The Park Course
Designed by former Ryder Cup player Ken Brown and Essex based course architect Martin Gillett, the Park Course is a beautifully laid out 6368-yard par 71 golf course, which takes in the picturesque views of the Lea Valley.
With superb natural drainage, state-of-the-art irrigation systems and a hard working green keeping team, Aldwickbury Park Golf Club can guarantee golf all year round, with no temporary greens or tees.
The combination of mature woodland, undulating parkland, and lakes provides an array of challenges, enhanced by stunning views over the Lea Valley making it one of the finest golf courses in Hertfordshire. It's 'signature hole' the 18th requires a good drive, leaving a short iron over a lake to a bunker protected green overlooked by the clubhouse terrace – what a finish!
This honest golf course steers clear of blind holes and unfair random penalties, thus rewarding players for the well-played shot. Players of all abilities will enjoy a round on the Park Course.
Often acclaimed as having some of the best greens around this Hertfordshire golf course has played host to numerous professional golf tournaments and county events including the Jamega Professional Tour.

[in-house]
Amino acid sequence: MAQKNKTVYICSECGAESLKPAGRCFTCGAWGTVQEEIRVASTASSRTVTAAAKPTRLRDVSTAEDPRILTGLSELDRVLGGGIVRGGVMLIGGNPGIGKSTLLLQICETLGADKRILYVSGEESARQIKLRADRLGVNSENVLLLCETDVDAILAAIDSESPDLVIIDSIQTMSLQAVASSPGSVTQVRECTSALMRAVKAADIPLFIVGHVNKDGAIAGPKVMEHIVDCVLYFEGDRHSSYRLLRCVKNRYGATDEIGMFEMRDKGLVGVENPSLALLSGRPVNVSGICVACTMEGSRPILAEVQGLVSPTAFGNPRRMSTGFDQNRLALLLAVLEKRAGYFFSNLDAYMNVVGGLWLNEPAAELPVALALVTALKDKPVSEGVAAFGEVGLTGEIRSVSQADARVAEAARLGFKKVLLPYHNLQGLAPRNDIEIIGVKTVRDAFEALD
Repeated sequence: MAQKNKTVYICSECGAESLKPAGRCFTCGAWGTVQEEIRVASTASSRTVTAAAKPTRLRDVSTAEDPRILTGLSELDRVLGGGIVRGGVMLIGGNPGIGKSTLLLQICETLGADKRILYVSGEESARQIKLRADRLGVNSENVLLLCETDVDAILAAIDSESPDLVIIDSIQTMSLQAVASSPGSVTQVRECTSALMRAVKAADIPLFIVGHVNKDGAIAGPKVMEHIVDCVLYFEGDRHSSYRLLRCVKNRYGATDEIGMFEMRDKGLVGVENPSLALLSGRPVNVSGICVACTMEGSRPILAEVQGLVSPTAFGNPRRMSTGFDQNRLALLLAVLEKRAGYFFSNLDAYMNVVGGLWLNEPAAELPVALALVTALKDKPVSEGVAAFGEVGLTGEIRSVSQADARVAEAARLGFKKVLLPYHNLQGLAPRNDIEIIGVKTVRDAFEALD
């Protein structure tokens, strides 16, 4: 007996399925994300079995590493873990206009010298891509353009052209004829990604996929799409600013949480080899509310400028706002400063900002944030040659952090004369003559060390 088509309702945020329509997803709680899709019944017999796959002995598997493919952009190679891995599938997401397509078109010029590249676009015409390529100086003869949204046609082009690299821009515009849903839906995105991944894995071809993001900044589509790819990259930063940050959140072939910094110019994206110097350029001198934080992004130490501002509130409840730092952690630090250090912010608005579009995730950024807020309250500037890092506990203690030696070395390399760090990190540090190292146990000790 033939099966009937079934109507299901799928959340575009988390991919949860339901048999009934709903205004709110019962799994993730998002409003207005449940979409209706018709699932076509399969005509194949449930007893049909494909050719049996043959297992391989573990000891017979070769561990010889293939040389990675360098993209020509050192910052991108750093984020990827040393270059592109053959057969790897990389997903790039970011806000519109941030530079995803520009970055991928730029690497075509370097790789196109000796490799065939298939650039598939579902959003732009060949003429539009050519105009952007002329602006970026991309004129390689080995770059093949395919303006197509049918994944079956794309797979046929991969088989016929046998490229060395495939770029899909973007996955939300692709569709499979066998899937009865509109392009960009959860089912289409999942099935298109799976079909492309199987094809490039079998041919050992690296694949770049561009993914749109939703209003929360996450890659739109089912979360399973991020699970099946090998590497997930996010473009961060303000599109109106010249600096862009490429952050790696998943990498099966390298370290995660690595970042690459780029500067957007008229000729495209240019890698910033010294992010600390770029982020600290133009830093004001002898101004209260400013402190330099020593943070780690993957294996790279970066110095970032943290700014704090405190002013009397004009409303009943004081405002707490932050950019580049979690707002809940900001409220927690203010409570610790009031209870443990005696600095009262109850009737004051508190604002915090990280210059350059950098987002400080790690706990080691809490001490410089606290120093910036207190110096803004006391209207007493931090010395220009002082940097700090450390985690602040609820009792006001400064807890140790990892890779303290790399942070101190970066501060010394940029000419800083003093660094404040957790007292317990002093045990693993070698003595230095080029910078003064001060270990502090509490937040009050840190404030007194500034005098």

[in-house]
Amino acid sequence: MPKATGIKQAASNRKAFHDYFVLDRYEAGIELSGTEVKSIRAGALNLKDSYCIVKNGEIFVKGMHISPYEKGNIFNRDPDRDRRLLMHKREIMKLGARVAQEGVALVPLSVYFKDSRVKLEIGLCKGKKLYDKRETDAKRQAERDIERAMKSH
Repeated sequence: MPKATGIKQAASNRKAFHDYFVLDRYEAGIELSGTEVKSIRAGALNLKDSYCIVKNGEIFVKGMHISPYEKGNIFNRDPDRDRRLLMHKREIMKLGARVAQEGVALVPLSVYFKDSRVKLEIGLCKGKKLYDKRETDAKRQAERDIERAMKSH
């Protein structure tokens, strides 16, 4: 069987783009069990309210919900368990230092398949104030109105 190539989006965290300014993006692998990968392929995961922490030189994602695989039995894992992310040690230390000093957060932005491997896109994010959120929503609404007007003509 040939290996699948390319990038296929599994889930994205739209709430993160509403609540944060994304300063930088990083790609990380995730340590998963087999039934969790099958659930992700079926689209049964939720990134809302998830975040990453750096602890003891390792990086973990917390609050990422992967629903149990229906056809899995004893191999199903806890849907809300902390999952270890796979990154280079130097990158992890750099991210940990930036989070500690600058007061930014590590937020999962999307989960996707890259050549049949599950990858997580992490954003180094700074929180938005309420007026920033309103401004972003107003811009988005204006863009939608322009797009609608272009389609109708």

Golf Course Facts
Whites 71 (sss 71)
Yellows 71 (sss 69)
Reds 72 (sss 72)
Whites 6368 yards
Yellows 6030 yards
Reds 5432 yards
“One of the best courses in Hertfordshire. Immaculate greens." (Source: golfshake.com)
“We played after some very heavy rain but there was not one spot where the course was waterlogged. The greens were in great condition considering how wet it has been and it made the course a lot easier being able to shoot to the pin and having it stick.” (Source:golfshake.com)
"I've played Aldwickbury Park 3 times now and I would highly recommend it. This course is very well maintained and has a great variety of holes. It is not long but the rough can be quite penal. The greens were immaculate for our golf society day last week and very hard to read. Make sure you think before you putt as you will often find the ball breaking in the opposite direction to where you thought it might go." (Source: UKGolfGuide.com)